WELL PERFORMING COMPANIES

These companies are shown from Figure 7.3.1 to 7.3.16. If we take a look at the General Electric Co (Figure 7.3.1) on the top left hand side current assets is plotted with its ideal path, on the top right hand side is the current liabilities with its ideal path, on the bottom left hand side is net income with its ideal path and on the bottom right hand side is cash with its associated ideal path. As it can be seen the current assets and current liabilities are better than their ideal paths, which means that the working capital of the company is at a good and satisfactory level. Company's net income and its cash are both well above their ideal paths.

244

This evaluation shows that the General Electric Co is doing very well in working capital, net income and cash, and the overall performance is improving.

FAIR PERFORMING COMPANIES

These companies are illustrated from Figure 7.3.17 to 7.3.37. By looking at the Anglia Television Group plc (Figure 7.3.17) we can see that its current assets and current liabilities are nearly the same as their ideal paths and its net income and cash have gone under their ideal paths. This

means that the working capital is almost ideal and static, while the net income and cash are both declining but they are still above the safety level and overall performance is not bad.

POOR PERFORMING COMPANIES

Poor performing companies are shown from Figure 7.3.38 to 7.3.53 and we choose the Burrell & Co as an example. This company's current assets and current liabilities are worse than their associated ideal values and its net income and cash are also far below and worse than their ideal paths. This

means that this company's working capital, its net income and its cash are declining sharply and the company is in danger of failure and bankruptcy. In fact as indicated in 5.3.3 a

receiver was appointed for this company on 4th August 1980.

245

The difference between cash graph in Figures 7.3.1 to 7.3.53 and cash position graph of Figures 5.3.1 to 5.3.53 is that the first one shows the total cash held by each company at the end of each year and second one is equal to the ratio of cash over shareholders fund and the ratio of cash over total assets minus current liabilities. This is also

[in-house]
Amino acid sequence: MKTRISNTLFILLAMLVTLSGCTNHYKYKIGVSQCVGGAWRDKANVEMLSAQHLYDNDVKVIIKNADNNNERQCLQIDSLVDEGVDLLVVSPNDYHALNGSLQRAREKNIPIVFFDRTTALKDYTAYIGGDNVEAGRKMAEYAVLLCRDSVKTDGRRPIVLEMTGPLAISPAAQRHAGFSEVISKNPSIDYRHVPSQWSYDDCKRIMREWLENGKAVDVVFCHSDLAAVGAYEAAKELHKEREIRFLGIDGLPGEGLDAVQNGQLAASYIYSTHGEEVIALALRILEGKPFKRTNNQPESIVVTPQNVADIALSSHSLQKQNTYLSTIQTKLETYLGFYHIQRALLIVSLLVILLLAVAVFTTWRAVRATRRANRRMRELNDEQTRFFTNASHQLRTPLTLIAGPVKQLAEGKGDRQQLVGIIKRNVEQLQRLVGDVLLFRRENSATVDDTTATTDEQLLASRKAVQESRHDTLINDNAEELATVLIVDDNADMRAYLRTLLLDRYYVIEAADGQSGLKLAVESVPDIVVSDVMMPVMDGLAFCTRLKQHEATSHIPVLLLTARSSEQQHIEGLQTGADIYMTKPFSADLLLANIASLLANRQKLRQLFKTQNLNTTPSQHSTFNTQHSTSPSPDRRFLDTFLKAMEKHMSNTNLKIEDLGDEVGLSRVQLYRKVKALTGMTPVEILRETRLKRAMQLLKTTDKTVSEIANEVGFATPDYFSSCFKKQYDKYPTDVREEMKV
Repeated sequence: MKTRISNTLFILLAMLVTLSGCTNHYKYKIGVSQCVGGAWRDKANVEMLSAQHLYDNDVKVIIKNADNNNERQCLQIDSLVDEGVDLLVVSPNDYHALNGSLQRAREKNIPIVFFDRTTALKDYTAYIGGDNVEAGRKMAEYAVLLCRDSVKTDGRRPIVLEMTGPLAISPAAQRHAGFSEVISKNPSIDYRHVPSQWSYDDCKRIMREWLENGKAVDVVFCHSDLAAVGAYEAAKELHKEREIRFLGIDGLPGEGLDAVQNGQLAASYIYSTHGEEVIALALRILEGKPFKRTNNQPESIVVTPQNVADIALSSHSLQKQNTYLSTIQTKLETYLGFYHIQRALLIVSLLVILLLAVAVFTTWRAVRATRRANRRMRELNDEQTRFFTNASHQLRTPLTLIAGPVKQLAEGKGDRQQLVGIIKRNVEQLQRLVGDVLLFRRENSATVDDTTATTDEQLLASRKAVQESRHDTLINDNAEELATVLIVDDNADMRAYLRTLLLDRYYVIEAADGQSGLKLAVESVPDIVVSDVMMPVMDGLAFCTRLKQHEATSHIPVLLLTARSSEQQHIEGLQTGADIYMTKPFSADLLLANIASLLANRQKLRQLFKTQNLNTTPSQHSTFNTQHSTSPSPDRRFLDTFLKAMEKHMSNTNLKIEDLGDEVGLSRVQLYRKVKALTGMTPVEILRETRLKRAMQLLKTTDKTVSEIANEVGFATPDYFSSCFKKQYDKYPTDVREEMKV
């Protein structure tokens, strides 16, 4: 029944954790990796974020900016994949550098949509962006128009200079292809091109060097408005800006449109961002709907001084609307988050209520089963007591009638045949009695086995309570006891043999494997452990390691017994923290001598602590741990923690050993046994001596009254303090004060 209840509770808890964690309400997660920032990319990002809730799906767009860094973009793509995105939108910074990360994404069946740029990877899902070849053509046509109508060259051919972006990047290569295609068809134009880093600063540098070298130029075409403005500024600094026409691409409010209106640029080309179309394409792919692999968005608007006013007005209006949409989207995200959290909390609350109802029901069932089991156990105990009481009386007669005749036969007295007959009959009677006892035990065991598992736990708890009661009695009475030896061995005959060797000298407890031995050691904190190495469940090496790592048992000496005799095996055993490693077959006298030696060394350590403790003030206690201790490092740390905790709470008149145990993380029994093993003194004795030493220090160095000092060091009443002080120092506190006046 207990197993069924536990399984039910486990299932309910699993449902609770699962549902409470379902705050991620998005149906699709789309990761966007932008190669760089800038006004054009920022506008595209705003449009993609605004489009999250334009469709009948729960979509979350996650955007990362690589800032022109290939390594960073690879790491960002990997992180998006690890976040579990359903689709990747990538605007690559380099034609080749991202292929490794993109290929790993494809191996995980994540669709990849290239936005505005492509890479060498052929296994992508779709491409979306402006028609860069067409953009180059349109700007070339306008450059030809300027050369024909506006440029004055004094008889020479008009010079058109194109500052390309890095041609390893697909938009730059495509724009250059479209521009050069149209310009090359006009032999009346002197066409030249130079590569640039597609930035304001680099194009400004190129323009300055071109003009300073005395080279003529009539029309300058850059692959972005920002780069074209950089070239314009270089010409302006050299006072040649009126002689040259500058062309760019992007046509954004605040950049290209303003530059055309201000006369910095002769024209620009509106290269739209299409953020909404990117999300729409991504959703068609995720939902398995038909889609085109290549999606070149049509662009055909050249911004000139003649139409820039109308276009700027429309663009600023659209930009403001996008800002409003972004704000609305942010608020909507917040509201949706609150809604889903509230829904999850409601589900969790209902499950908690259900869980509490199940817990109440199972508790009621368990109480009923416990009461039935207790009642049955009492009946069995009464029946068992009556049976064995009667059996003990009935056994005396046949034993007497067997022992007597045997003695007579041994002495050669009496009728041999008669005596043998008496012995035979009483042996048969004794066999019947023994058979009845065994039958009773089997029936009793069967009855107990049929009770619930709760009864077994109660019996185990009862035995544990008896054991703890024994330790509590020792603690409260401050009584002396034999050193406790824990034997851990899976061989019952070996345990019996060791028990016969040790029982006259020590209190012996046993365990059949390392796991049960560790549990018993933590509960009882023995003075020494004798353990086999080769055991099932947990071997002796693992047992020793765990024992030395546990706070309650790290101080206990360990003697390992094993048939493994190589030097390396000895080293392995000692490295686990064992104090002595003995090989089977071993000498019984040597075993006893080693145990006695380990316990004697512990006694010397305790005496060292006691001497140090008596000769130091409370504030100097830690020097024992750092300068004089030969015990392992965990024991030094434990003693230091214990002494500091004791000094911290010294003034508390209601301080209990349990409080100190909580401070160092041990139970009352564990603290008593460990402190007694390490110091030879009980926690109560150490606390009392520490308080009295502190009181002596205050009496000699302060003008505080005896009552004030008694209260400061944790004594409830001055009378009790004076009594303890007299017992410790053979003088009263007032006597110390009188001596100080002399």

indicated in legend at the bottom right hand side of each graphs.

246

4.0E6 1.8E63.5EEi 3.0E6 H LL ui T. 2.5E6 / 1.6E6- /-- - - in 1 . 4E6- LLI :1.2E6 ::j. 1.0E6/ / //'
/

/1 / ?'"1

/ '

///

E cc

1--

u

2.0E6 1 . 5E6- 1.0E6 1974 1976 1918 1980 YEAR .

/

,. /

LI:10.8E6a(--) 0 . 6 E G0.4E60.2E61982 1984 1974

/
1976

/ /' ,/

1978 198d YEAR

1982

1984'

1.2E6 4.0E5 3.5E5 3.0E5 (75 W 2.5E5Lu

1.0E6

i ;

(.--Z‘..

Ln

5 0.6E6

2.0E5 1.5E51.0E5 0.5E5 1974 1976

/

!

/
0.4E6

0 .2E6 7- • - - 'N....." / 1978 1980 YEAR 1982 1984 / _____ ---•-----1976 1978 1974 198d YEAR

.- --

- ---

1982

1984'

GEACJ
GENERAL ELECTRIC CO

-CL —
-NI •- — OCASH -CASH

Figure 7.3.1 A Graphical Illustration of Ideal Performanc

247

1.8E5 800001.6E5 700001.4E5 Ln 1u. 60000

E1.2E5Ln

1.0E5 Lu z' L_) 0.8E5 0.6E5 0.4E50.2E51974 1976 1978 1980 YEAR 1982' 1984'
Li

40000-

a 300002000010000--

1974 13 S 1378 1980 YEAR 1982 1984'

3000018000 16000 14000' 2000912000'
Li

25000-

— 10000I-Li 800060004000' 2000' 1974 1976

(cf, 15090

/7

710000

1978 1980 YEAR

1982

1984

1974

1976

1980 1978 YEAR

1982

1984 cn -ocn

COALITE GROUP COME Figure 7.3.2 A Graphical Illustration of Ideal Performance

-CL — —ON! -N OCF1SH -CASH

248

3500014000-

30000 u-) Li
U,

12000

25000 c L:2
a L=.I
a-. Li

("-x -c. ;1• 10000',

20000
I_TJ

/
8000
Li

\I

15000-

7;"\
60004000-

100001972 1974 1976 1978 YEAR 1980 1982 1984 1972 1974 1976 1978' 1980 YEAR 1982 1984'

2500
t \

2250 2000

i i \ .. /...\

2250 I 2000 1750 1500
,'",

r

17501500I

:

1

1
1

s

\

I /
/

Li

,..

1

1

T I. \ \/ ...," L C 1250- ec

Li

I

\

1-Z-I 1250 1000 •50 500 1972 1974 1976 1978 YEAR 1980 1982 1984

000 1-

v / , ......'

\ I K :

\I

I

i

750 500250 972 1974 1976 1978 YEAR 1980 1982 1984 CA OCR — —

ALLIED TEXTILE CO. PLC
Figure 7.3.3
A

Graphical Illustration of Ideal Performance

— — °CASH --CASH

21+9

200000175000-

1.2E5-

E.11.0E5 V2150000125000 10000075000500000.2E5 250001974 1976' 1978 1980 YEAR 1982 1984 1974 1976 1978 1980' 1982' 1984' YEAR PIET
!-21

tri'i 0 . 6E5
cr.
Li

=

0.4E5

I/

70000 60000

35000t 30000-

/

50000 u, 25000
Ei
Li
FA 40000-

—20000Ui

I

Li

30000 1500020000
10000-

1000050001974 1976' 1978' 1980' 1982' 1984' YEAR

1974

1976

1978 1980 YEAR

1982' 1984' CA -OCR — -CL

BRITISH HOW STORES
Figure
7.3.4

A Graphical Illustration of Ideal Performance

- -NI — — — OCFISH -CASH

250

1 ,6E51,4E51,2E5LU
1-13

90000 8000070000-

---1600001,0E50. 8E5
22.

50000Li 0.8E50,4E5cc 4 0000(X Lij

,

Li

300002000010000-_

rr---\ J
I

\1

/

1972

1974

1976

1978 YEAR

1980

1982

1984

1974 1982 1972 19841 4 1976 1978 1980 YEAR

20000 2500017500 15000 (512500
, 5 11:

20000-

Li
I 10000 g

15000-

7500 5000 2500 972 1974 1976 1978 YEAR 1980 1982 1984

10000-

5000— 1972 1974 1376 1978 YEAR 1980 1982 1984

BELL (ARTHUR) & SONS PLC
Figure
7.3.5

-OCA — — —0N1 -NI — NASH -CASH

A Graphical Illustration of Ideal Performance

251

3.0E54.5E5 4.0E5
tr)

2.5E5
LU
_

,3.5E5
LU

tf-'. 3.0E5 c

_
'Er3 cr.

2.0E5

1 . 5E5u.; cc

2.0E5 er

LU 1 . 0E5-

1.5E5
1.0E5 1972 1974 1976 1978 YEAR 1980 1982 1984

/

0.5E5._ 1972 1974 1976 1978 YEAR 1980 1982 1984

1.0E5 35000 30000 Lu

/1

/